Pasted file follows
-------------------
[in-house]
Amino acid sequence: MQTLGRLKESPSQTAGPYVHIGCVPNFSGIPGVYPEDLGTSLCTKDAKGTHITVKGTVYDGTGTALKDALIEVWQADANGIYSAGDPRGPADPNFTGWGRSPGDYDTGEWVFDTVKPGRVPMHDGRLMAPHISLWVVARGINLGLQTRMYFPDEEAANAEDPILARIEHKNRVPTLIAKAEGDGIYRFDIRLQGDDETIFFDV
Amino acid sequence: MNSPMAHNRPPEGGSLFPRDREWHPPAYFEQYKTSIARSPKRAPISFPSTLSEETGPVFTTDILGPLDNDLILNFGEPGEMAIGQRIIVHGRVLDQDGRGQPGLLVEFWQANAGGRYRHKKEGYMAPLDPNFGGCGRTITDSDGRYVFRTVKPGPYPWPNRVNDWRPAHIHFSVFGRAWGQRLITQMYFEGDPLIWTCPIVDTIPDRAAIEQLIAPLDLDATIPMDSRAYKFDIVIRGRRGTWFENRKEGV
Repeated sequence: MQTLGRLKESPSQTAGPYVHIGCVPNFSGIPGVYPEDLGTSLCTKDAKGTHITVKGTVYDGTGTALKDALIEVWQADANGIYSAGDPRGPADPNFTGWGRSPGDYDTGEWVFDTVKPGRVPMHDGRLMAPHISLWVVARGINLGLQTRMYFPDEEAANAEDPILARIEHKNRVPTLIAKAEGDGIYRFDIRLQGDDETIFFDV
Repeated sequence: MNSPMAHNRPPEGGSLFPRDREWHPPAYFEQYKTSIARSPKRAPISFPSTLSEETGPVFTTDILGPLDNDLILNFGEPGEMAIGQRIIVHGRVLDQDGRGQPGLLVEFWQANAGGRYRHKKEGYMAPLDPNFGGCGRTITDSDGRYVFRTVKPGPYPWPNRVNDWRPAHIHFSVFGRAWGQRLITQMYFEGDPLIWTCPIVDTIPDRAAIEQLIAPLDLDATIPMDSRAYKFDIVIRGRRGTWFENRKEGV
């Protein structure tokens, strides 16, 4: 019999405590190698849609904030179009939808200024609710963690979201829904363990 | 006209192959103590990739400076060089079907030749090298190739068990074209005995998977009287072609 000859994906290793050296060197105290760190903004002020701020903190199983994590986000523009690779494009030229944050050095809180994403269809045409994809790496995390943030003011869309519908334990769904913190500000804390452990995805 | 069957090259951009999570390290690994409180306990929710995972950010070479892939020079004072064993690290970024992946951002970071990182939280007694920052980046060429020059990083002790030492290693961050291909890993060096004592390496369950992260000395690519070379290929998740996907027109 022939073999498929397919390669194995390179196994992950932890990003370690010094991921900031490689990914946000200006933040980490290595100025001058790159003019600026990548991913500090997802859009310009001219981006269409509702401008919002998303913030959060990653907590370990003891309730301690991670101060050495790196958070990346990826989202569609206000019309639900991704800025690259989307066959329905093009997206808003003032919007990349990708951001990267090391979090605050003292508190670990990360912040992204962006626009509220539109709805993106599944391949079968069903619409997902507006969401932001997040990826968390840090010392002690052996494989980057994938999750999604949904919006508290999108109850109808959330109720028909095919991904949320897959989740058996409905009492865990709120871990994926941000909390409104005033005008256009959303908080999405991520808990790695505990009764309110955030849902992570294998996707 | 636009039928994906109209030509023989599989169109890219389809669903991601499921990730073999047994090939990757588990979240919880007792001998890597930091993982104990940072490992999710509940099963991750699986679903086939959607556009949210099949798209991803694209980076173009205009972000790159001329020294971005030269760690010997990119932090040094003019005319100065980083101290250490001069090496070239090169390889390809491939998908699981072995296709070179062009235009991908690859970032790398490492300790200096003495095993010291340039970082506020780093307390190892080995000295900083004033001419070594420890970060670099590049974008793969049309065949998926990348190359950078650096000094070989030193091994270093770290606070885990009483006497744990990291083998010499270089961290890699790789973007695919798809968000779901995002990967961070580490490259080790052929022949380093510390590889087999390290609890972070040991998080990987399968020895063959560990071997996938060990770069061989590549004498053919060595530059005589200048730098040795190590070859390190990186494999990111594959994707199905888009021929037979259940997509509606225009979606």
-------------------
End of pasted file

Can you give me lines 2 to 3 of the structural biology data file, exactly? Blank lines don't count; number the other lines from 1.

Amino acid sequence: MQTLGRLKESPSQTAGPYVHIGCVPNFSGIPGVYPEDLGTSLCTKDAKGTHITVKGTVYDGTGTALKDALIEVWQADANGIYSAGDPRGPADPNFTGWGRSPGDYDTGEWVFDTVKPGRVPMHDGRLMAPHISLWVVARGINLGLQTRMYFPDEEAANAEDPILARIEHKNRVPTLIAKAEGDGIYRFDIRLQGDDETIFFDV
Amino acid sequence: MNSPMAHNRPPEGGSLFPRDREWHPPAYFEQYKTSIARSPKRAPISFPSTLSEETGPVFTTDILGPLDNDLILNFGEPGEMAIGQRIIVHGRVLDQDGRGQPGLLVEFWQANAGGRYRHKKEGYMAPLDPNFGGCGRTITDSDGRYVFRTVKPGPYPWPNRVNDWRPAHIHFSVFGRAWGQRLITQMYFEGDPLIWTCPIVDTIPDRAAIEQLIAPLDLDATIPMDSRAYKFDIVIRGRRGTWFENRKEGV